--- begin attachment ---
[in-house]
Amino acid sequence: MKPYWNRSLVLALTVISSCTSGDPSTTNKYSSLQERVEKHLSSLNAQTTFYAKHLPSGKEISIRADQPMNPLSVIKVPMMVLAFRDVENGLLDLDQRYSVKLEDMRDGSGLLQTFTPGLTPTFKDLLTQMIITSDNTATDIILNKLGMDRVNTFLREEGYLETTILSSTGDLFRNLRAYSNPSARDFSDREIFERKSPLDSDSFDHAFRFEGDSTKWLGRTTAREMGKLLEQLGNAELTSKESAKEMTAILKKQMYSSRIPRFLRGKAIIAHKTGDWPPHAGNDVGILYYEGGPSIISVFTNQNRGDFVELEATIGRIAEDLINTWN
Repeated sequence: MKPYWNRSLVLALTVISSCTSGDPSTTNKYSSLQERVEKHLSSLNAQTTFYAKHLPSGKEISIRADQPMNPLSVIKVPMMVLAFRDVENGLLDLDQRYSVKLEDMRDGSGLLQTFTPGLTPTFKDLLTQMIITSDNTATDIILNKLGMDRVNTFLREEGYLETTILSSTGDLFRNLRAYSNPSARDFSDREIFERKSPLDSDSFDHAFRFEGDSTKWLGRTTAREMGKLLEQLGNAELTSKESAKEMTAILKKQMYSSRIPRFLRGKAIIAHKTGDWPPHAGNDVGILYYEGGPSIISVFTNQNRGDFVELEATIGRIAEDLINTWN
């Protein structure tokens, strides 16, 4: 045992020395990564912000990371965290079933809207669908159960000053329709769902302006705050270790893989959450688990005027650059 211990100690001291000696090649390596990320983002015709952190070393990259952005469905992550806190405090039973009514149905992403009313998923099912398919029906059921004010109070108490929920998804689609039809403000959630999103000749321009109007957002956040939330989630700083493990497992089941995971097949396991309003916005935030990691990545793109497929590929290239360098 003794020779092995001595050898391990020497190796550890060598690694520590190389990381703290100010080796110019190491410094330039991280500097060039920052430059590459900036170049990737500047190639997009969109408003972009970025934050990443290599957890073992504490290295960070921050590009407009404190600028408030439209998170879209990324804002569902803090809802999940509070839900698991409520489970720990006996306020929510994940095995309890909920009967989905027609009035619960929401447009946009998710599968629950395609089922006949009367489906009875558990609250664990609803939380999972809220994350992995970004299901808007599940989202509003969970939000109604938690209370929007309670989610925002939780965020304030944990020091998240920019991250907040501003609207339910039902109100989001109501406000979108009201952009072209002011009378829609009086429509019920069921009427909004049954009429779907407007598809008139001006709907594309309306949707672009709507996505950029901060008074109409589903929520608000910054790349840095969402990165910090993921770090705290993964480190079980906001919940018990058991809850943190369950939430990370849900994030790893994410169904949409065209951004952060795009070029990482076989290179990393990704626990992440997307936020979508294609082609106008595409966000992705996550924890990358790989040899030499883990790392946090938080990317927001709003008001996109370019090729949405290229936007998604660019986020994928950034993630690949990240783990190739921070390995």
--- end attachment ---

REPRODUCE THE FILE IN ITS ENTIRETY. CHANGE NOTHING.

[in-house]
Amino acid sequence: MKPYWNRSLVLALTVISSCTSGDPSTTNKYSSLQERVEKHLSSLNAQTTFYAKHLPSGKEISIRADQPMNPLSVIKVPMMVLAFRDVENGLLDLDQRYSVKLEDMRDGSGLLQTFTPGLTPTFKDLLTQMIITSDNTATDIILNKLGMDRVNTFLREEGYLETTILSSTGDLFRNLRAYSNPSARDFSDREIFERKSPLDSDSFDHAFRFEGDSTKWLGRTTAREMGKLLEQLGNAELTSKESAKEMTAILKKQMYSSRIPRFLRGKAIIAHKTGDWPPHAGNDVGILYYEGGPSIISVFTNQNRGDFVELEATIGRIAEDLINTWN
Repeated sequence: MKPYWNRSLVLALTVISSCTSGDPSTTNKYSSLQERVEKHLSSLNAQTTFYAKHLPSGKEISIRADQPMNPLSVIKVPMMVLAFRDVENGLLDLDQRYSVKLEDMRDGSGLLQTFTPGLTPTFKDLLTQMIITSDNTATDIILNKLGMDRVNTFLREEGYLETTILSSTGDLFRNLRAYSNPSARDFSDREIFERKSPLDSDSFDHAFRFEGDSTKWLGRTTAREMGKLLEQLGNAELTSKESAKEMTAILKKQMYSSRIPRFLRGKAIIAHKTGDWPPHAGNDVGILYYEGGPSIISVFTNQNRGDFVELEATIGRIAEDLINTWN
């Protein structure tokens, strides 16, 4: 045992020395990564912000990371965290079933809207669908159960000053329709769902302006705050270790893989959450688990005027650059 211990100690001291000696090649390596990320983002015709952190070393990259952005469905992550806190405090039973009514149905992403009313998923099912398919029906059921004010109070108490929920998804689609039809403000959630999103000749321009109007957002956040939330989630700083493990497992089941995971097949396991309003916005935030990691990545793109497929590929290239360098 003794020779092995001595050898391990020497190796550890060598690694520590190389990381703290100010080796110019190491410094330039991280500097060039920052430059590459900036170049990737500047190639997009969109408003972009970025934050990443290599957890073992504490290295960070921050590009407009404190600028408030439209998170879209990324804002569902803090809802999940509070839900698991409520489970720990006996306020929510994940095995309890909920009967989905027609009035619960929401447009946009998710599968629950395609089922006949009367489906009875558990609250664990609803939380999972809220994350992995970004299901808007599940989202509003969970939000109604938690209370929007309670989610925002939780965020304030944990020091998240920019991250907040501003609207339910039902109100989001109501406000979108009201952009072209002011009378829609009086429509019920069921009427909004049954009429779907407007598809008139001006709907594309309306949707672009709507996505950029901060008074109409589903929520608000910054790349840095969402990165910090993921770090705290993964480190079980906001919940018990058991809850943190369950939430990370849900994030790893994410169904949409065209951004952060795009070029990482076989290179990393990704626990992440997307936020979508294609082609106008595409966000992705996550924890990358790989040899030499883990790392946090938080990317927001709003008001996109370019090729949405290229936007998604660019986020994928950034993630690949990240783990190739921070390995």